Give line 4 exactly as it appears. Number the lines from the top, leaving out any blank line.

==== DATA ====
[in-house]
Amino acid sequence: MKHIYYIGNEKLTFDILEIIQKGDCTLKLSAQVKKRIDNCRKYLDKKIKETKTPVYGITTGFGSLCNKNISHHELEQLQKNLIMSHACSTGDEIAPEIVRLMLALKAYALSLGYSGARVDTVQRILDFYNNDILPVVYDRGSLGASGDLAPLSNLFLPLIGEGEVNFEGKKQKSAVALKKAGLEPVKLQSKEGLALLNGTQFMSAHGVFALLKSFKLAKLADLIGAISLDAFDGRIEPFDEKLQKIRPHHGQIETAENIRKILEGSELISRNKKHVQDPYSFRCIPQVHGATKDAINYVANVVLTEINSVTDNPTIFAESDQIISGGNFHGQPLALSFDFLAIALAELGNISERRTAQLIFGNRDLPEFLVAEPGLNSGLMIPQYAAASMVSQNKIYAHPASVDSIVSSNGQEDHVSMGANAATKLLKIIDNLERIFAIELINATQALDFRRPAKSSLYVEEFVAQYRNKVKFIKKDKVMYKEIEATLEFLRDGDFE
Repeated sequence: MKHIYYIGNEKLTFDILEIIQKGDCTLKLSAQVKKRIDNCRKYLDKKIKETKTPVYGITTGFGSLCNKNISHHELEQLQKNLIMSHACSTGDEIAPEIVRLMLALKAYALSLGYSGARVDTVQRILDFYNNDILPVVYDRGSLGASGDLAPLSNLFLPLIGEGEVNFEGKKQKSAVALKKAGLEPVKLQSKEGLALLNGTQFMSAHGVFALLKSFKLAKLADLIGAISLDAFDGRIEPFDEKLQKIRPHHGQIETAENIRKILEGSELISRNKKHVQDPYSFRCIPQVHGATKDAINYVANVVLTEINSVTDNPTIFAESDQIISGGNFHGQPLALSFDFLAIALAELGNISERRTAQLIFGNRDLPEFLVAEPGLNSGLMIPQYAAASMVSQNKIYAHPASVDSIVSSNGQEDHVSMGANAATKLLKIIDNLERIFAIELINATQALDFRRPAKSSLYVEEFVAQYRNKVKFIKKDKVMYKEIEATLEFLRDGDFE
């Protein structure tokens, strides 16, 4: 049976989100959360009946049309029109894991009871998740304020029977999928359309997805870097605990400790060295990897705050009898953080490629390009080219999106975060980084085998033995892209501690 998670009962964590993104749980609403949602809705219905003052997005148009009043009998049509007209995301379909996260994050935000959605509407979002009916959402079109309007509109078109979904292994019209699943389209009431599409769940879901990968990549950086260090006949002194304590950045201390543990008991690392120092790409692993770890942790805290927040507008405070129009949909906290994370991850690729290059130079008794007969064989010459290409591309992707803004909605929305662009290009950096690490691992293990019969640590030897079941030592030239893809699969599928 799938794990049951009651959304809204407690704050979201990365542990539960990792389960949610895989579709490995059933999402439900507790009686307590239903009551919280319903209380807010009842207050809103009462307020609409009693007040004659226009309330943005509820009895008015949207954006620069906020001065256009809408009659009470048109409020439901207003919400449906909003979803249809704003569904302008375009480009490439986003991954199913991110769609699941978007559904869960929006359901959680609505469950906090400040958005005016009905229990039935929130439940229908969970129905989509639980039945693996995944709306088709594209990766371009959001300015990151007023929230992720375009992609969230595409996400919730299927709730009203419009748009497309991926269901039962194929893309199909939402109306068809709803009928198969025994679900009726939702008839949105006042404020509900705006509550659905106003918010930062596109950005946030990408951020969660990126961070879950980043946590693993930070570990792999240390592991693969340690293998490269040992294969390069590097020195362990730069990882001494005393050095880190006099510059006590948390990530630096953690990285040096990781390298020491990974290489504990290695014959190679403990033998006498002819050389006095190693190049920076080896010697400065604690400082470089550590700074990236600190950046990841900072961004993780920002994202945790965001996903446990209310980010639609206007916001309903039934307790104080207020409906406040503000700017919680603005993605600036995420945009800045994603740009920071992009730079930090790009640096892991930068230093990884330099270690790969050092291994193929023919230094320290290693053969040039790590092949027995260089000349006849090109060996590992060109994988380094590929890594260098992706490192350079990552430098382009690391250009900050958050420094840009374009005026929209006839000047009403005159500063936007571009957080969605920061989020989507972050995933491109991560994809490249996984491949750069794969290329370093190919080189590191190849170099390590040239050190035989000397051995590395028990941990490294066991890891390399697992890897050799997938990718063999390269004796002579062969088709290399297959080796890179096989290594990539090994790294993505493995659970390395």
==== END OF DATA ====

């Protein structure tokens, strides 16, 4: 049976989100959360009946049309029109894991009871998740304020029977999928359309997805870097605990400790060295990897705050009898953080490629390009080219999106975060980084085998033995892209501690 998670009962964590993104749980609403949602809705219905003052997005148009009043009998049509007209995301379909996260994050935000959605509407979002009916959402079109309007509109078109979904292994019209699943389209009431599409769940879901990968990549950086260090006949002194304590950045201390543990008991690392120092790409692993770890942790805290927040507008405070129009949909906290994370991850690729290059130079008794007969064989010459290409591309992707803004909605929305662009290009950096690490691992293990019969640590030897079941030592030239893809699969599928 799938794990049951009651959304809204407690704050979201990365542990539960990792389960949610895989579709490995059933999402439900507790009686307590239903009551919280319903209380807010009842207050809103009462307020609409009693007040004659226009309330943005509820009895008015949207954006620069906020001065256009809408009659009470048109409020439901207003919400449906909003979803249809704003569904302008375009480009490439986003991954199913991110769609699941978007559904869960929006359901959680609505469950906090400040958005005016009905229990039935929130439940229908969970129905989509639980039945693996995944709306088709594209990766371009959001300015990151007023929230992720375009992609969230595409996400919730299927709730009203419009748009497309991926269901039962194929893309199909939402109306068809709803009928198969025994679900009726939702008839949105006042404020509900705006509550659905106003918010930062596109950005946030990408951020969660990126961070879950980043946590693993930070570990792999240390592991693969340690293998490269040992294969390069590097020195362990730069990882001494005393050095880190006099510059006590948390990530630096953690990285040096990781390298020491990974290489504990290695014959190679403990033998006498002819050389006095190693190049920076080896010697400065604690400082470089550590700074990236600190950046990841900072961004993780920002994202945790965001996903446990209310980010639609206007916001309903039934307790104080207020409906406040503000700017919680603005993605600036995420945009800045994603740009920071992009730079930090790009640096892991930068230093990884330099270690790969050092291994193929023919230094320290290693053969040039790590092949027995260089000349006849090109060996590992060109994988380094590929890594260098992706490192350079990552430098382009690391250009900050958050420094840009374009005026929209006839000047009403005159500063936007571009957080969605920061989020989507972050995933491109991560994809490249996984491949750069794969290329370093190919080189590191190849170099390590040239050190035989000397051995590395028990941990490294066991890891390399697992890897050799997938990718063999390269004796002579062969088709290399297959080796890179096989290594990539090994790294993505493995659970390395």